But then, as the rain eased, it really blew and this lasted for a good 20 -25 mins. The weather report the next day gave the gusts at 35kts and I believe them. I still had too much sail for that level of wind, especially being alone and only weighing 70 kg, so I was back again to continuing the same zig-zag path as before. (Compared to a monohull dinghy, the built in stability of a trimaran like the W17, makes sailing in rough stuff as an aging lightweight, far more doable, and safer too). Sailing that ‘tight-rope’ track kept my speed moderate but constant so that I had good steering control and only a steady moderate heel. It kept me so involved that I even forgot I was getting cold, as the rain had driven totally through the light nylon jacket I had on, though my foam lifejacket certainly helped.
Thirty mins. from home it was all over, the wind almost completely gone and what there was left could not make up its mind on direction. Lack of body heat was becoming an issue though. This became very apparent when I finally got to shore and slipped over the side to pull the boat in. The water that had felt chilly when I stepped in that morning, now felt like a warm bath and I estimated it was about 15F warmer than my flesh temperature. But it’s amazing what a good rub down and dry clothes can do.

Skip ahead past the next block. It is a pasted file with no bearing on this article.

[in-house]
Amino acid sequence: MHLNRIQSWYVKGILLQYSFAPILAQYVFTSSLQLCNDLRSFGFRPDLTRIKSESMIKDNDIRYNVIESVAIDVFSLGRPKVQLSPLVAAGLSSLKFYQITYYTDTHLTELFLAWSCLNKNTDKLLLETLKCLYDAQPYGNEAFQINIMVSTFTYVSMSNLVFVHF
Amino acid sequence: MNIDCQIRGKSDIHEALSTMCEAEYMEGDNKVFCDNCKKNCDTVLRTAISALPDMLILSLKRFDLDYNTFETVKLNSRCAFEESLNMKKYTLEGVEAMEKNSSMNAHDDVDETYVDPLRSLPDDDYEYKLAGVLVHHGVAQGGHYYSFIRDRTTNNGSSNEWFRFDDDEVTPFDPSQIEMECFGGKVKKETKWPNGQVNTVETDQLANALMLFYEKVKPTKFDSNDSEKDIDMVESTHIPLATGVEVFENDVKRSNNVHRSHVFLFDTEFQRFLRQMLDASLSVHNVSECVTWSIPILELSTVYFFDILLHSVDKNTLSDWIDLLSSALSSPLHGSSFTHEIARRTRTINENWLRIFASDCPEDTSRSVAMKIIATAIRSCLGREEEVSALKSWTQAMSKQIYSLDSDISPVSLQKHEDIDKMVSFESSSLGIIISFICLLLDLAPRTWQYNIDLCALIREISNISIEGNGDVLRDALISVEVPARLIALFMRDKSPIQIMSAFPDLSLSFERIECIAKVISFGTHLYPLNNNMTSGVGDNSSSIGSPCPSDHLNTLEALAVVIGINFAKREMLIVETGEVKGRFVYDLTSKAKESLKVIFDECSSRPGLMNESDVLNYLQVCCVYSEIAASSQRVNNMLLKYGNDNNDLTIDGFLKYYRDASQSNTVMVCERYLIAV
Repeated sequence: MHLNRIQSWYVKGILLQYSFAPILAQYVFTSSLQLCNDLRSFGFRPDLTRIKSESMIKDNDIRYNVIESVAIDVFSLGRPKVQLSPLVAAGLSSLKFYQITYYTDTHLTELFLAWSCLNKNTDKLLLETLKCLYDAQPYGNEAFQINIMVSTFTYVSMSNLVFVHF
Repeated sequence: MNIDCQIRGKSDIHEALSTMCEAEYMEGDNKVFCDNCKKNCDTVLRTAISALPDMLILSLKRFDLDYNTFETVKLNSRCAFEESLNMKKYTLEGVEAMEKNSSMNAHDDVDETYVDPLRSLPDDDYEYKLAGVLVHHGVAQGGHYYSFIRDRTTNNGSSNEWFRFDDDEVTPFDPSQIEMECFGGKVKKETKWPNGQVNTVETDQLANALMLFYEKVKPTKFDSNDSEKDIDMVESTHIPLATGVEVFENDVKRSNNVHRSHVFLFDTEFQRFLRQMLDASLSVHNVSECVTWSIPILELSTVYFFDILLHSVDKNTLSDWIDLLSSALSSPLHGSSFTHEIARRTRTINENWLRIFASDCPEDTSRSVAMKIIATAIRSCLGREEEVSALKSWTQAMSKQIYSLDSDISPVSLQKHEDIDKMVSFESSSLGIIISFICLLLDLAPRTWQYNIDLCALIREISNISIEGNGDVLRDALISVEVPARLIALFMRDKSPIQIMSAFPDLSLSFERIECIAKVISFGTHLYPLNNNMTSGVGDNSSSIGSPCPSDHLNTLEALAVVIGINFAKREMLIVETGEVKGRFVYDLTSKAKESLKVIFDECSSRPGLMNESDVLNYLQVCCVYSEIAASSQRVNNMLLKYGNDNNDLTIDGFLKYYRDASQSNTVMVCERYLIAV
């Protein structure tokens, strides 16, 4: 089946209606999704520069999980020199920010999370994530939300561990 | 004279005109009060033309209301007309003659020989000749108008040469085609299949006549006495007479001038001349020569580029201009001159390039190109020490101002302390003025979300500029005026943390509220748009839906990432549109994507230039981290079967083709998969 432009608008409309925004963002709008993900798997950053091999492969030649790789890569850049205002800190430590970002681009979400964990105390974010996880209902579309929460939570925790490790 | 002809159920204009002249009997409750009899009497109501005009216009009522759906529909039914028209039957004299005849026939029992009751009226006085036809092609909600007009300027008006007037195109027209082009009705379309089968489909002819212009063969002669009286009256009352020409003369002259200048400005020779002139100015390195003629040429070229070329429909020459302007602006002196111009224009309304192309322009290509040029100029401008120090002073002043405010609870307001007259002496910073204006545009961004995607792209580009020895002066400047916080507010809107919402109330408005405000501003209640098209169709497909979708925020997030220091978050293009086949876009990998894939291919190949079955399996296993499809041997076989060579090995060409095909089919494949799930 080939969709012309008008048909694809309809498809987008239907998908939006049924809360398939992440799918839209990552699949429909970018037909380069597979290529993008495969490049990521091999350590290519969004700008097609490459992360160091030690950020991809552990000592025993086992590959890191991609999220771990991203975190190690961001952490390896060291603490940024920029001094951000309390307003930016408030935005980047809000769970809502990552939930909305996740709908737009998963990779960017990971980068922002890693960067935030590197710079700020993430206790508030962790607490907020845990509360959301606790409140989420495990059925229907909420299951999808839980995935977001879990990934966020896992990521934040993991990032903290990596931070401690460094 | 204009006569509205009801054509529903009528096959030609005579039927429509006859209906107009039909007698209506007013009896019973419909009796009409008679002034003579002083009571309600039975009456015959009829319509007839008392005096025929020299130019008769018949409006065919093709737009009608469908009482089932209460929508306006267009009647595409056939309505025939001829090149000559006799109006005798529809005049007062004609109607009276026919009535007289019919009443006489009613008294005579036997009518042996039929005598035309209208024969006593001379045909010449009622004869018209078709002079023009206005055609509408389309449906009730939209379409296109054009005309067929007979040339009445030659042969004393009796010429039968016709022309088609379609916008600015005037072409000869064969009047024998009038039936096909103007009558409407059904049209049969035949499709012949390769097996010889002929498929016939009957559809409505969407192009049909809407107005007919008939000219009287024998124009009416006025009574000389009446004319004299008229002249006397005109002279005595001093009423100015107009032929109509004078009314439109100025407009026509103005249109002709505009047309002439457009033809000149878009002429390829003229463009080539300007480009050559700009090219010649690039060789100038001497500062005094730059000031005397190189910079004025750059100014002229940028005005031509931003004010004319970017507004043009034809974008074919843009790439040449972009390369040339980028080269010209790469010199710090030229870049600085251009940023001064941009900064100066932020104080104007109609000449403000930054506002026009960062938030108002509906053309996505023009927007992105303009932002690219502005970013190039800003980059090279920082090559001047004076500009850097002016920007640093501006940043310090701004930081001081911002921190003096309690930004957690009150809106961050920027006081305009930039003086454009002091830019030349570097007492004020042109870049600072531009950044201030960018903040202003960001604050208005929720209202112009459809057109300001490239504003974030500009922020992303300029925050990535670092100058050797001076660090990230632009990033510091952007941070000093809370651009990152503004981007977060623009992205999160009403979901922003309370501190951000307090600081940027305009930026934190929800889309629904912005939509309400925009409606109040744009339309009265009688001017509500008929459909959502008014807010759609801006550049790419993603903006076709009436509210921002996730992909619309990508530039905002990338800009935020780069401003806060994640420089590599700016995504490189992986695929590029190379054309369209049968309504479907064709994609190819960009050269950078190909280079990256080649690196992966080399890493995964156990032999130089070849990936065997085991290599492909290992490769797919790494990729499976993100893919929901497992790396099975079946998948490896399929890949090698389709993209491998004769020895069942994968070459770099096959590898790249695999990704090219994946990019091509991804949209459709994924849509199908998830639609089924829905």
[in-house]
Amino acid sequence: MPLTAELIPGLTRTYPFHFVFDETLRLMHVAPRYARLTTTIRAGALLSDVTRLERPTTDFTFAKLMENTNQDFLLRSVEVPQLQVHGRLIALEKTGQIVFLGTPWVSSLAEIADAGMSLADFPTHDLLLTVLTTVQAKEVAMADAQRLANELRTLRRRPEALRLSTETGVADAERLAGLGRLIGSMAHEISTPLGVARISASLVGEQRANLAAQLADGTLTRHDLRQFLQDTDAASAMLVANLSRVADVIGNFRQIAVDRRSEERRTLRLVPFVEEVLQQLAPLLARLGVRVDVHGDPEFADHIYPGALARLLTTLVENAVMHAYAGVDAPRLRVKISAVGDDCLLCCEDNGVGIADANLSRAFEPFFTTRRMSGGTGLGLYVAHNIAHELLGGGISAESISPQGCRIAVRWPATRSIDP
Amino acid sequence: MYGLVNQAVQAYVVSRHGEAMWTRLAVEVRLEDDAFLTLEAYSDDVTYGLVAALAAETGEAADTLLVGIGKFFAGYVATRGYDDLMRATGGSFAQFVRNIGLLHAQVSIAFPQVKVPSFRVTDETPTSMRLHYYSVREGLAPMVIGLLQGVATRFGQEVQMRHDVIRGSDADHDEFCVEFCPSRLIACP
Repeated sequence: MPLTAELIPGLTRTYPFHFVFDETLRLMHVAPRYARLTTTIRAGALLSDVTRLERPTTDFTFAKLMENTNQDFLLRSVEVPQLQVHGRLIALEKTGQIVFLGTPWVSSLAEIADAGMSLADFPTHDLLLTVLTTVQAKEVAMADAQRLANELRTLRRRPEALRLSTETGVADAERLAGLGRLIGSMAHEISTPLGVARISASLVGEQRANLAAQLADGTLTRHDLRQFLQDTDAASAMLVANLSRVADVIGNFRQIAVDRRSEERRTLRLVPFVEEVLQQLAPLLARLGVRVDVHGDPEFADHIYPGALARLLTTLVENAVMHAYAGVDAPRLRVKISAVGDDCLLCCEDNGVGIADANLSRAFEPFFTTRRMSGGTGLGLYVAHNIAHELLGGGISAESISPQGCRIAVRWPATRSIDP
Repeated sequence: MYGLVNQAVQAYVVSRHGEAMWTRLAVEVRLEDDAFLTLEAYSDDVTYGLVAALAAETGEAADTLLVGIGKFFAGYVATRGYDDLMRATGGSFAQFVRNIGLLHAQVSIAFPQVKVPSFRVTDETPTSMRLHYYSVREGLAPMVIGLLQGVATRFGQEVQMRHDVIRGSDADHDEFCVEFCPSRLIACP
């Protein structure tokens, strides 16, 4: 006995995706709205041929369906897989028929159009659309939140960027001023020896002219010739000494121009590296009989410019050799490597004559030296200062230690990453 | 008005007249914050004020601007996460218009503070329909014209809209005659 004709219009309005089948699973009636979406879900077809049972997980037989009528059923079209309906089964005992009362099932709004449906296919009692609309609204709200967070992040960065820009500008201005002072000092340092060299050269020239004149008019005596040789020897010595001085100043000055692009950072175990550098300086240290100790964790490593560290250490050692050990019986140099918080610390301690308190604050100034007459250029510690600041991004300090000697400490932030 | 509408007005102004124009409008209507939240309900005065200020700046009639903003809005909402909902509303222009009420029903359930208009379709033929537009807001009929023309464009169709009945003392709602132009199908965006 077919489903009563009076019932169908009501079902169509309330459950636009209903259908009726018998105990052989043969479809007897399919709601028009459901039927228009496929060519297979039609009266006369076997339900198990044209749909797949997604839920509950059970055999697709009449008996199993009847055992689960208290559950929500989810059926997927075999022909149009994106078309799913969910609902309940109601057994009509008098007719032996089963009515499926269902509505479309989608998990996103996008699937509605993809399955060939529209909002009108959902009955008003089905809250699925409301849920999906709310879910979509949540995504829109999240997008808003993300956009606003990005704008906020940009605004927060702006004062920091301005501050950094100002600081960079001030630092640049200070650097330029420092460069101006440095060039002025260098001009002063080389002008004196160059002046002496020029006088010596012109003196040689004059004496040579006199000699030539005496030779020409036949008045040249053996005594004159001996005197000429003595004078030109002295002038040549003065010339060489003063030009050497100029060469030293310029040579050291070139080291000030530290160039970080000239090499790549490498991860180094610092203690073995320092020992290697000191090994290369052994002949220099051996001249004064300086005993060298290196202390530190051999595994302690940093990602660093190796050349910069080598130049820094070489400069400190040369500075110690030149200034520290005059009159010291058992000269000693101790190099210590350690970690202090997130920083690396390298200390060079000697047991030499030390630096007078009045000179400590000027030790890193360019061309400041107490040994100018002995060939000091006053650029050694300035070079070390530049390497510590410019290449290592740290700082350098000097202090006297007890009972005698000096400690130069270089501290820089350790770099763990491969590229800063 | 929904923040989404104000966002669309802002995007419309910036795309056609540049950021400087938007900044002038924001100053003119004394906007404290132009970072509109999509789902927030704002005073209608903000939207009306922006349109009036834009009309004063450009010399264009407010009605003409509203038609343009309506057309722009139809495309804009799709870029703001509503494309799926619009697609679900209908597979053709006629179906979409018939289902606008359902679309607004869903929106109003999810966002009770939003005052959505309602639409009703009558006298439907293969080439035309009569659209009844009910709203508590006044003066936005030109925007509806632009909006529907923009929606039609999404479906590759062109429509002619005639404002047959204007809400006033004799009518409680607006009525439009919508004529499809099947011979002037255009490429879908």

It’s worth noting from the above examples, that the best survival route was to sail sufficiently upwind that the large mainsail could be feathered into the wind like a flag when a wind gust was really excessive. But enough speed for steering is essential to achieving this. Running downwind is not a safe option unless sail area can be significantly reduced by totally taking down the mainsail as the speed will be too high, adding the much increased risk of either losing directional control or plunging the bows into a large wave that might result in either a violent broach or pitch-pole.
If you DO have to run downwind to avoid some obstacle, I'd suggest this. While still going upwind, slacken the jib a little and recleat, then do a tack and totally slacken the mainsheet. The boat should then lay 'hove to' and be moving at 1-2knts only. Adjust the helm and the now 'backed-jib' a little, to stay about 30 degrees off the wind. Then lower the mainsail. Once rolled away, you can safely bear off under jib alone. Sit a little back in the boat and enjoy the ride. Reading Sail Tips-4 on 'sailing waves downwind' may help here.
Overall, it was still ‘another great day on the water’ and the refresher on ‘sailing the fine line through the rough stuff’ was both fun and stimulating. Maintaining safe sea-room (space between yourself and a potentially hostile downwind shore) is greatly helped by a boat that can still work its way upwind in rough water, something the W17 has proven it can do very well if one sails efficiently and does not panic. And if it's shallow, the W17 only needs about 300mm of board down too!